Long, long ago wild berries grew in abundance around Portland.
It has been said that early pioneers would notice each spring that the legs of the deer were stained a brilliant red. The stains were from the ripened strawberries that grew wild in the fields.
Pre-1800’s Before the 1800s Native Americans lived and hunted the land. They had stained legs from the juice of wild strawberries growing in the area.
1828 In 1828 this area was settled by Thomas Buntin. The community was then called Hazlenut Thicket. This was the home of Thomas Buntin.
1854 In 1854 Cold Springs School was built and used on Sundays for church. Cold Springs School is located in Richland Park in Portland. It was also used as a Hospital for Confederate Soldiers during the Civil War.
In 1858 Thomas Buntin donated land to build a railroad depot. Buntin was the station agent and also the postmaster.
1858 L & N railroad laid tracks through Sumner Country in 1858. The towns name was changed to Richland.
Name changed in 1888 Railroad administrators and postal authorities, decided that Richland would become Portland. The new name was activated on April 10, 1888. There were actually two towns names Richland which caused confusion for the railroad. Many feared a train wreck could occur if the conductor traveled to the wrong Richland. There was also the inconvenience to postal customers because their mail would be delivered to the wrong address.
This is a photo of a train wreck that occurred in Portland.
1885 In 1885 Uncle Billy McGlothlin decided to take advantage of the great Portland strawberry soil and pioneered the strawberry industry. He used the new Railroad system to transport the berries. The area soon became the Strawberry Capitol of Tennessee.
The first strawberry patch was planted on the ground where the Farmers Bank now stands. Berries were sold in cups or bushel baskets. They sold for as much as $15.00 a bushel.
In the early years as many as 10,000 pickers would gather in Portland to harvest the berries. At the end of the day the tickets were turned in for cash. Pickers were given tickets for the number of quarts or gallons of strawberries they picked.
The Donoho Brothers, John and Jim, came to Portland in 1905. They purchased the famous Opie Read farm and opened Donoho Nursery. They began to experiment with different varieties of berries. They introduced the Aroma, the berry which has been growing the best ever since and which made Portland famous as the Strawberry Capital. Some of the strawberry types were: Gandy, Klondike, Lady Thompson, and Mitchell’s Earl.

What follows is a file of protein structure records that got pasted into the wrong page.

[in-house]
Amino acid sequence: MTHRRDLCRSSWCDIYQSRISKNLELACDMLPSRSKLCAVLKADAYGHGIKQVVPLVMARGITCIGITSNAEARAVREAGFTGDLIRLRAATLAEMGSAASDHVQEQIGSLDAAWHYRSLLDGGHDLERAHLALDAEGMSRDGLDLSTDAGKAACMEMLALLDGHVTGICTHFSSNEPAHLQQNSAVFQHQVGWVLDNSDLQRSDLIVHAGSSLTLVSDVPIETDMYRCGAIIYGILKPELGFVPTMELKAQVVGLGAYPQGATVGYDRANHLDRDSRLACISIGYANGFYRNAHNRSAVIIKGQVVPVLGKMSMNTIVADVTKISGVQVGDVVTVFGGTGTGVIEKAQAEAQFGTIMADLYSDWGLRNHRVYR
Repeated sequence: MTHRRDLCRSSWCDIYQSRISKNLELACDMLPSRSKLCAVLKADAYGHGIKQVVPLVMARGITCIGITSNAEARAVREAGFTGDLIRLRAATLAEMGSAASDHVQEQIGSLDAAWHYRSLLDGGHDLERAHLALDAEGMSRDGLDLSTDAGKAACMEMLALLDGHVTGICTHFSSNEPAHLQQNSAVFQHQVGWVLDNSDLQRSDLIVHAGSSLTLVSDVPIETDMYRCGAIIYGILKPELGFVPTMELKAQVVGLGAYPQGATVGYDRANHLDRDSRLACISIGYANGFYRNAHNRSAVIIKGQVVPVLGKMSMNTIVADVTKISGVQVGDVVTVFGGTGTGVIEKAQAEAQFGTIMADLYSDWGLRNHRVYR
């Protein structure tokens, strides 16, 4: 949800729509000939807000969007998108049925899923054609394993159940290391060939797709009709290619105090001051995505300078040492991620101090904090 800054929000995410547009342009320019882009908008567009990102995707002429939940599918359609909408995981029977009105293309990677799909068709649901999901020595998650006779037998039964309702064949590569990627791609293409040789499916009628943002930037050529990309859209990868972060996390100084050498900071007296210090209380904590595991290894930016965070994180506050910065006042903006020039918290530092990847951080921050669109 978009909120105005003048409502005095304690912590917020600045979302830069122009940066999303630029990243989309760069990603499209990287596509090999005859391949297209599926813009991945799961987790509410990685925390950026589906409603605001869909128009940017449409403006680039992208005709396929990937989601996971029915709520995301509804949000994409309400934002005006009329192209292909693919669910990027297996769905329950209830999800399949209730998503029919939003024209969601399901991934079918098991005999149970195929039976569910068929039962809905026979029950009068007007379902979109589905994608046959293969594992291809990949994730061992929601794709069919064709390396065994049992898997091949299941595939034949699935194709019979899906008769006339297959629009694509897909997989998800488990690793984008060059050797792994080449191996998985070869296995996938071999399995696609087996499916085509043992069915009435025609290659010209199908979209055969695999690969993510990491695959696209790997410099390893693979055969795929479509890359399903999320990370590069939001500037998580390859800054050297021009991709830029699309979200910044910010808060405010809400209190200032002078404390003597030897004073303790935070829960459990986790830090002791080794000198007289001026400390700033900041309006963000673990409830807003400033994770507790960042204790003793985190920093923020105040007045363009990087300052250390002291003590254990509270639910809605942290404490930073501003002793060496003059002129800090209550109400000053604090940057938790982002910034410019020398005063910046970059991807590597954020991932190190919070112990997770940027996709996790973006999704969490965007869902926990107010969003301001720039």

1917 Portland gets electricity. It is shipping out 30 railcars full of strawberries daily.
1920s The farmers would spend all day and night loading strawberries into the railroad cars. In the 1920s a crating factory was built to hold all the berries. Portland shipped 30 railroad carloads of berries each day.
1941 Mr. Bryant, a teacher, and Mr. Patton, who started Patton’s Nursery, and Mrs. Boucher organized the first Strawberry Festival. Portland’s first Strawberry Festival Held. The Festival had no floats it’s first year, but had a float the second year. It was made by students at Sumner County High School.
The crowning of the queen was the highlight of the festival. The first beauty pageant was very different from the one today. The girls were selected by marching from the first traffic light in Portland to the old Kerley’s store, which is now the Farmers Bank.
First prize was 5 dollars, second place received three dollars and third place received two dollars. Prizes were given for the best strawberries. The first Strawberry Festival cost 7 dollars for ribbons, nails, tacks, cardboard, and thread.
1961 Portland High School opens Three elementary schools open in Portland. J. W. Wiseman Clyde Riggs Watt Hardison 1998